Microphysical controls on clouds, radiation, and tropical circulation

In global storm-resolving models that resolve convection explicitly instead of parameterizing it, microphysical processes are now fundamentally linked to their controlling factors, i.e., the circulation. While in conventional climate models the convective parameterization is one of the main sources of uncertainties (and a popular tuning parameter), this role might be passed on to the microphysical parameterization in global storm-resolving models. In an ongoing project we investigate how microphysical choices affect the albedo, radiative fluxes, and the heat budget in more general.


Vertical structure of water vapor and clouds in moisture space

Global storm-resolving models come along with methodological challenges: because of the large cost of the simulations, new ways to explore sensitivities using only very short runs are needed. In this study, we refine a method based on moisture space, where observational limitations can be taken into account and carried over to the simulated moisture space thereby allowing for a fair comparison between short-term simulations and limited observations. Applying this method to airborne lidar measurements, we illustrate the fragility of simulated cloudiness at kilometer-scale resolution and how a model's ability to properly capture the water vapor distribution does not need to translate into an adequate representation of shallow cumulus clouds that live at the tail of the water vapor distribution.


New theory for radiatively driven shallow circulations

By simplifying a physical system to its fundamental processes, conceptual models help us to investigate and understand more complex behavior. To understand how radiative cooling induces shallow circulations, we develop a conceptual model of the lower part of the tropical troposphere. According to our theory, flows may be driven as much by differential longwave cooling in the lower troposphere, as by surface temperature gradients arising from differences in near-surface wind speeds or insolation changes. In other words, the radiative effects of water vapor in the lower troposphere may play a very active role in the coupled dynamics of lower, tropical troposphere. In a follow-up study, we extend the framework to the moist convective boundary layer of the trade wind regime. We show that shallow circulations driven by radiative differences suppress convection in the descending branch and enhance it in the ascending branch, which resembles shallow cloud patterns.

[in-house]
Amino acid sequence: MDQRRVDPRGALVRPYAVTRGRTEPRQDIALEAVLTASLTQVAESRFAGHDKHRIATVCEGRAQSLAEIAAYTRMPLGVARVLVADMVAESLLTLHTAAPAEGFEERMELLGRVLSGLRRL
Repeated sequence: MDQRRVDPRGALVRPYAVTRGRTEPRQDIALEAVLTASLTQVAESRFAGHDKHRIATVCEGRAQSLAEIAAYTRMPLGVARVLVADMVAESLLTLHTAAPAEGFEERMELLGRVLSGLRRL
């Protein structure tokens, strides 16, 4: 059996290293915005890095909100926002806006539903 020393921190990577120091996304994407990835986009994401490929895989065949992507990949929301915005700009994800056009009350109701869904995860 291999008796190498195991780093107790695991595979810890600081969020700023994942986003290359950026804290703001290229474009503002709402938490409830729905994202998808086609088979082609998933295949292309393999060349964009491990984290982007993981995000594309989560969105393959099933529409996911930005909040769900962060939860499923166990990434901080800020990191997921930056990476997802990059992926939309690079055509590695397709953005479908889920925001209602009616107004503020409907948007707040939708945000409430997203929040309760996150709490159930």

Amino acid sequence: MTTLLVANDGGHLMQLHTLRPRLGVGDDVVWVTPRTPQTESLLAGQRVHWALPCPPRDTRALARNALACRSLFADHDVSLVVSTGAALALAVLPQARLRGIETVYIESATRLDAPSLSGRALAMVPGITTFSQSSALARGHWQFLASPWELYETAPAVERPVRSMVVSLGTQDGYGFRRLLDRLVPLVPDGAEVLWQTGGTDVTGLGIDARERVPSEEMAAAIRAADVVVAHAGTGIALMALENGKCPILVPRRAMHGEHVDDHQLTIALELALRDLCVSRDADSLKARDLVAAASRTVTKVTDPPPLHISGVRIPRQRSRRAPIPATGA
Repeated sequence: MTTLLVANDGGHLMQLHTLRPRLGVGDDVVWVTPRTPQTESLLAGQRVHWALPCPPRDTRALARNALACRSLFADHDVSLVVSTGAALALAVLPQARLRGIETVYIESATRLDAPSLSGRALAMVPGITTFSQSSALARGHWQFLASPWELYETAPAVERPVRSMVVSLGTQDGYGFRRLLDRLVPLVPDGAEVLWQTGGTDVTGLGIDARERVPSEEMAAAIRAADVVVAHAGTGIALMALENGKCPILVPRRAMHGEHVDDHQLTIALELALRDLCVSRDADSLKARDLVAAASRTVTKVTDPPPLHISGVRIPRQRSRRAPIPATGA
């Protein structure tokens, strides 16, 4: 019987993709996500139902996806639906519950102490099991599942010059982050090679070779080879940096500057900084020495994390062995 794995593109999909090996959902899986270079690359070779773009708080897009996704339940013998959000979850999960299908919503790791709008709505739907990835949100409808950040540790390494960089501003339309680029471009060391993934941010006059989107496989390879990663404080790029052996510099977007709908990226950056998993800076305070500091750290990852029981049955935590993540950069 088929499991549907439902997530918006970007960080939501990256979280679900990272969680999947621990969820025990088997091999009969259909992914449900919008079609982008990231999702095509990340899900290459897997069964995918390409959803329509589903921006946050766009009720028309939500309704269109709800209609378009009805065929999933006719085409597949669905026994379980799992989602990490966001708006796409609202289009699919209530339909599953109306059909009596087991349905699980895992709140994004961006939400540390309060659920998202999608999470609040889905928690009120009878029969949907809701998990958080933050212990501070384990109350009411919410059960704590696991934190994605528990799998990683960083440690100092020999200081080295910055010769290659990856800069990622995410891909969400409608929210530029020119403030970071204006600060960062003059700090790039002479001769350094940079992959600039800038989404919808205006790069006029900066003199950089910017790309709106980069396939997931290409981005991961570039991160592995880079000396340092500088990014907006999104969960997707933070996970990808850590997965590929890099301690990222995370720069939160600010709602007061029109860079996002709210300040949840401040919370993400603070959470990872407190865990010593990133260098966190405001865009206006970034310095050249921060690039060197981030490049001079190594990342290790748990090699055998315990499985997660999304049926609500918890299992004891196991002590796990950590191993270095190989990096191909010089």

A Lagrangian perspective on warm rain formation

Understanding precipitation remains one of the major challenges in numerical weather prediction as well as climate modeling. To investigate warm rain microphysical processes on a particle-based level, we have developed a Lagrangian drop (LD) model to simulate raindrop growth in shallow cumulus. The LD model is part of the UCLA-LES and represents all relevant rain microphysical processes such as evaporation, accretion and selfcollection among LDs as well as dynamical effects such as sedimentation and inertia. Sensitivities of the LD model are small compared to the uncertainties in the assumptions of commonly used bulk rain microphysics schemes.

We have applied the LD model to study the development of the raindrop size distribution in shallow cumulus clouds and show that the shape of the raindrop size distribution depends on the stage of the lifecycle of the cloud. The study suggests that two-moment schemes with a diagnostic parameterization of the shape parameter, i.e., a local closure in space and time, are not sufficient, especially when being applied across different cloud regimes. One way to overcome this issue may be a prognostic shape parameter, i.e., a triple-moment warm-rain microphysics scheme.

Using the LD model, we have also investigated the growth process of raindrops and the role of recirculation of raindrops for the formation of precipitation in shallow cumulus. Recirculation of raindrops is found to be common in shallow cumulus, especially for those raindrops that contribute to surface precipitation. The fraction of surface precipitation that is attributed to recirculating raindrops differs from cloud to cloud but can be as large as 50 %. This implies that simple conceptual models of raindrop growth that neglect the effect of recirculation disregard a substantial portion of raindrop growth in shallow cumulus.